Cocona – Jewel of the jungle

This bright orange berry, the size of a large avocado and with an intensely acidic flavor, comes from the Amazon jungle and is one of the favorite ingredients of the local gastronomy. It is widely consumed in the form of spicy sauces, juices, nectars, ice creams, paletas, and desserts.

If you cut the fruit in half, it looks like a conic tomato. You should consume it when it’s very ripe, and you’ll know it’s ready when the skin begins to wrinkle. Chop it and boil it in water until soft, then strain, add sugar to taste, and serve cold or with ice. You can also process the pulp in a blender, add sugar and water, and serve very cold, as a refreshing juice. Combine this cocona juice with mango, passion fruit, soursop (anona), or any other tropical fruit juice for a delicious beverage.

Cocona is popular throughout Amazonian towns and tribes, usually served as a spicy condiment made with raw, chopped cocona and its juice, ají charapita (a local chili pepper)cilantro leaves, and salt. This is called ají de cocona or cocona uchu and you can accompany any regional dish with it.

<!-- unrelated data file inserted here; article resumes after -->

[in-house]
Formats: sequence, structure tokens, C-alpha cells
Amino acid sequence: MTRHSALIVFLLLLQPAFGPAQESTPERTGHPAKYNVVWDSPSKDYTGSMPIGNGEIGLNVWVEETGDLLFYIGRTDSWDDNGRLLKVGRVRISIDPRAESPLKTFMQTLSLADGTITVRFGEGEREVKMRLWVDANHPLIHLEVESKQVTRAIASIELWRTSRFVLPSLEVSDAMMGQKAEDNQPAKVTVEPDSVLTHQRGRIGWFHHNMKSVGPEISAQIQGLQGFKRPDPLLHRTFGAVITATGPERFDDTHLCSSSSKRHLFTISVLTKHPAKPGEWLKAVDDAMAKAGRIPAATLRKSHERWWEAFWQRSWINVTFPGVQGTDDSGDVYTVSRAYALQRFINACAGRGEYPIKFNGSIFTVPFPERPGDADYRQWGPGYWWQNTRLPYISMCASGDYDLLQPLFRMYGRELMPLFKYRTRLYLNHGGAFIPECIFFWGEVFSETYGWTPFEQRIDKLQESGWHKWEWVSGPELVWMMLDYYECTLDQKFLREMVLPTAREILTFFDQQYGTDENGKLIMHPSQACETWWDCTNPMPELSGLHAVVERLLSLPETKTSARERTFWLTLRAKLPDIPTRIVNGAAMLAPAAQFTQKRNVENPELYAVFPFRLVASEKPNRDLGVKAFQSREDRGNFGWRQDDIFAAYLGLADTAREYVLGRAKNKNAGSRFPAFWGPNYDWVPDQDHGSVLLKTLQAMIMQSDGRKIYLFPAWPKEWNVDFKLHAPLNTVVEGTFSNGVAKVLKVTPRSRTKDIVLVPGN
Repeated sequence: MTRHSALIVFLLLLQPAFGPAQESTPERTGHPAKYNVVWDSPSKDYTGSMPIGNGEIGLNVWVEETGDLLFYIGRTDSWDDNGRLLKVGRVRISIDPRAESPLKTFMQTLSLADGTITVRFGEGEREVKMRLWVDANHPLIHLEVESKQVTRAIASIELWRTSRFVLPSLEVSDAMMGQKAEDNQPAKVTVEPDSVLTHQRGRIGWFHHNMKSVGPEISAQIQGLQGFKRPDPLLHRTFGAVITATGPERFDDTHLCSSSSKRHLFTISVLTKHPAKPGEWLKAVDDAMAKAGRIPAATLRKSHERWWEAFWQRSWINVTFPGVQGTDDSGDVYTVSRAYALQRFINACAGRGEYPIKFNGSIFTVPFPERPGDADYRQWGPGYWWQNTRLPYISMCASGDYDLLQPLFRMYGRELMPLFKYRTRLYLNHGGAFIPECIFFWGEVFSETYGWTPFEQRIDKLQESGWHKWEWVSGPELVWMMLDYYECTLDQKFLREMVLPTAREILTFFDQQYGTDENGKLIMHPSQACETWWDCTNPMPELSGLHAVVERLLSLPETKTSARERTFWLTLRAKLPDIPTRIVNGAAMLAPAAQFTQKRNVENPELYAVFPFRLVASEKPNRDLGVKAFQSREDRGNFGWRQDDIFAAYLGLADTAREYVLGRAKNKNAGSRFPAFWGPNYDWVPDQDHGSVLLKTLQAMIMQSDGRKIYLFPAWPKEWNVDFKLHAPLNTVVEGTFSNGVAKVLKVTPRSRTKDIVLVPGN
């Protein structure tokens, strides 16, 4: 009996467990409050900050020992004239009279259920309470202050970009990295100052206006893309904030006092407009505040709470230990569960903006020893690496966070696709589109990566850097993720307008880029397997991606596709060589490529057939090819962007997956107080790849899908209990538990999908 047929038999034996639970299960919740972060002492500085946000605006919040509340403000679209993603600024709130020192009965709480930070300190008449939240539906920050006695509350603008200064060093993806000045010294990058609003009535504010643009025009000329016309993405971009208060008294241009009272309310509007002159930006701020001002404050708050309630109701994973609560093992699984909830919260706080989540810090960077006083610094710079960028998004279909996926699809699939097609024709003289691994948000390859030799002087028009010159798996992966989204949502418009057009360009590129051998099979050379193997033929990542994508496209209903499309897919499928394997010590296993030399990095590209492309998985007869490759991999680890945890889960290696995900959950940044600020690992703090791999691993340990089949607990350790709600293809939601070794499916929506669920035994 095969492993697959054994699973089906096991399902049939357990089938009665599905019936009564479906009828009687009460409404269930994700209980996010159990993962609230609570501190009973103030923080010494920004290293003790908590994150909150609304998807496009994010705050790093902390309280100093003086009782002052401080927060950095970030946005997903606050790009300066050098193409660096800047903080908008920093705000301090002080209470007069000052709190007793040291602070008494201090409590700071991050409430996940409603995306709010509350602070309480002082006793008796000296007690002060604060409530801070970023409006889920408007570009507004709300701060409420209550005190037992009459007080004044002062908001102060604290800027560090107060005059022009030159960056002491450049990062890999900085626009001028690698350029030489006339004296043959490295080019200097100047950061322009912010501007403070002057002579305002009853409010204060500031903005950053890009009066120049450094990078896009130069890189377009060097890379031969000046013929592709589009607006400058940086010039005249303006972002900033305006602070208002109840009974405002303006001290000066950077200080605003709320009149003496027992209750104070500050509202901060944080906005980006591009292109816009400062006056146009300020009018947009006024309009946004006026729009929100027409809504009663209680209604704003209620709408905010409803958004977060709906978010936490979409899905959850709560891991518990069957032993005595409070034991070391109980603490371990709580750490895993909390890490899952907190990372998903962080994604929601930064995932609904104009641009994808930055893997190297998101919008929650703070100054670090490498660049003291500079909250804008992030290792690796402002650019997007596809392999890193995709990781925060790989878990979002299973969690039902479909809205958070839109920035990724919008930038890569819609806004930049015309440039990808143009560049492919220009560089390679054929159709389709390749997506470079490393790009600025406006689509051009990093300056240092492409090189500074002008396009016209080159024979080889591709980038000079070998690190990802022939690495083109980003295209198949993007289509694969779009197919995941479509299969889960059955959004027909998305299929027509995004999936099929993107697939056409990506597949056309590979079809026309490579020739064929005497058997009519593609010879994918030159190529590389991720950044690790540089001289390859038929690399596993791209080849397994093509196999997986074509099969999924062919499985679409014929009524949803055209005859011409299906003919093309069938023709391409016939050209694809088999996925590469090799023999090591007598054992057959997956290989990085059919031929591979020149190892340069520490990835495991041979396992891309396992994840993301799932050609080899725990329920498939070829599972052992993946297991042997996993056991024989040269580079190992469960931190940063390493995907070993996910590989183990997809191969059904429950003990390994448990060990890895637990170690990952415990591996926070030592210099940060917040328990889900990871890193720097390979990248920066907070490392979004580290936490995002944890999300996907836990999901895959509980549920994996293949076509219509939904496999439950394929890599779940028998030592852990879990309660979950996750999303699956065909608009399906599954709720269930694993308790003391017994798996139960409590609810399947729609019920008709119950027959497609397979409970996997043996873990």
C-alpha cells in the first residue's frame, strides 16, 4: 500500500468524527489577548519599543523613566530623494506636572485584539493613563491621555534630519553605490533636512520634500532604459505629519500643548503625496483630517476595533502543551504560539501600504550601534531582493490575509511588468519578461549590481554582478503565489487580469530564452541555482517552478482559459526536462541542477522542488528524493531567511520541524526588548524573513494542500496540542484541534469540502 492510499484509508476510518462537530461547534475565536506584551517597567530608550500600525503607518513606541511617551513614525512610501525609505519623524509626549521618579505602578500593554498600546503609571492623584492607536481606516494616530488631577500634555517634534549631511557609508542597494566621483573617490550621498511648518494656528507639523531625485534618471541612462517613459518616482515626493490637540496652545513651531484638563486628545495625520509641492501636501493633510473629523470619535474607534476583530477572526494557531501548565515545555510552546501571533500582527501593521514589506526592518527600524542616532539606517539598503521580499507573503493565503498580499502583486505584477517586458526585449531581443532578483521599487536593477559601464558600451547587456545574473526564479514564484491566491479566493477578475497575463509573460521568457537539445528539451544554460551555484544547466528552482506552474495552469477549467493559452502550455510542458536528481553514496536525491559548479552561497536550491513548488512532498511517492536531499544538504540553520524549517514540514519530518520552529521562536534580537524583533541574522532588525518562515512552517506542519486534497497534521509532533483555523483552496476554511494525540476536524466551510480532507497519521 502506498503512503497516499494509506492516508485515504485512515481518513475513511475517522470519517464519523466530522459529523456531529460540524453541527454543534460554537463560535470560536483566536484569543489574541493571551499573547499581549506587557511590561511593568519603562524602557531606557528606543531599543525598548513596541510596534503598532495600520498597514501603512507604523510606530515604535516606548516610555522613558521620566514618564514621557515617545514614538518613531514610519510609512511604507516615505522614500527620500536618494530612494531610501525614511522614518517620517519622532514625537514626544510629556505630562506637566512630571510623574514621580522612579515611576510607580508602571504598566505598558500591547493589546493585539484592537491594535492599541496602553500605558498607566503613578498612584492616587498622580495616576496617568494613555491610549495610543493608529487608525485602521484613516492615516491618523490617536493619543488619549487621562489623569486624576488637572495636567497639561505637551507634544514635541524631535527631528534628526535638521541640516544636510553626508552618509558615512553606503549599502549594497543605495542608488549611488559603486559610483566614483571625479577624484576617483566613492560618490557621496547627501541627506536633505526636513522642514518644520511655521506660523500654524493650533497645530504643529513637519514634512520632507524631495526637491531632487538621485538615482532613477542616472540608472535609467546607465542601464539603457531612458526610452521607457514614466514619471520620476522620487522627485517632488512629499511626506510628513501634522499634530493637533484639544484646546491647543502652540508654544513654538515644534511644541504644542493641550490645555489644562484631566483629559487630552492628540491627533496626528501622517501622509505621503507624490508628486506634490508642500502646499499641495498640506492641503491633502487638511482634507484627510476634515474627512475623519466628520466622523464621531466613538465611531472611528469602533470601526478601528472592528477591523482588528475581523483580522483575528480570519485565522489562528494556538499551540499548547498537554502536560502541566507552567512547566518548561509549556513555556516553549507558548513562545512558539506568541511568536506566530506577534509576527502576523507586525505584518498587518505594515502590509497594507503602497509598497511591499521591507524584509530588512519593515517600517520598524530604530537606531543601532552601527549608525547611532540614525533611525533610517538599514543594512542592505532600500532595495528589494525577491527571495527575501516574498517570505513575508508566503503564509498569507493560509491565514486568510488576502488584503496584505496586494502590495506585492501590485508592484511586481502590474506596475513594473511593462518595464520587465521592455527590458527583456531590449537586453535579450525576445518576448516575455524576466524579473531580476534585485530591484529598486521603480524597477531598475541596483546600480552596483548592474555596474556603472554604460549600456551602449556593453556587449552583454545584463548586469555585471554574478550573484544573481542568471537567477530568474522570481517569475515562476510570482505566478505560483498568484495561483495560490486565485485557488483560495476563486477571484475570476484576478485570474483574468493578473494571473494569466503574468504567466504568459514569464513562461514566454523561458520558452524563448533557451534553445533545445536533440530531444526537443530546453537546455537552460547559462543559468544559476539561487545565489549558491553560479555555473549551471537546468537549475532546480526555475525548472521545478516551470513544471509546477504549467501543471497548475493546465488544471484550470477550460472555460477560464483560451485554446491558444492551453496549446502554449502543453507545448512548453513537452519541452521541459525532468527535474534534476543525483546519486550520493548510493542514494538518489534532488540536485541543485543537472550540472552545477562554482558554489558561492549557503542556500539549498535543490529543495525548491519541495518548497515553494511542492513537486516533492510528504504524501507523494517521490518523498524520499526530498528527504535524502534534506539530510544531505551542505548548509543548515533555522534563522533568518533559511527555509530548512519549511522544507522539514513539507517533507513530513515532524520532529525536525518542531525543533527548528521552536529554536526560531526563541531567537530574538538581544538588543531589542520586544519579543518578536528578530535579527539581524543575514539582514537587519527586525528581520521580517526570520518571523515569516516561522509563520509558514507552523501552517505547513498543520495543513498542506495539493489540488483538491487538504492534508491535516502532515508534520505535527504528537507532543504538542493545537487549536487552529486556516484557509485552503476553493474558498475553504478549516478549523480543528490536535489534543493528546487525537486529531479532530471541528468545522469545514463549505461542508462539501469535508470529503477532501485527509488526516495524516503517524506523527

1. I don’t know this fruit!! Going to look for it at my grocery store and try it as you suggest! Thank you!

  2. Cocona is just about my favourite refresco these days. I’m about to get a small cocona plant to accompany my fledgling cilantro and ají charapita plants. My goal is to one day make my own completely homegrown ají de cocona here in Tarapoto. My fingers aren’t too green, but I can cross them at least…

  3. Is cocona available in the US? Any feedback would be appreciated…thanks!

  4. Christopher Howlett says:

    Can this be bought any where in the UK I like the look of it as a healthy option


  1. […] and disturbed yellow phoebis philea butterflies. Meals in the restaurant were quite tasty with cocona spicy condiment of the jungle always on the table.  there was pisco sour drinking in the bar […]

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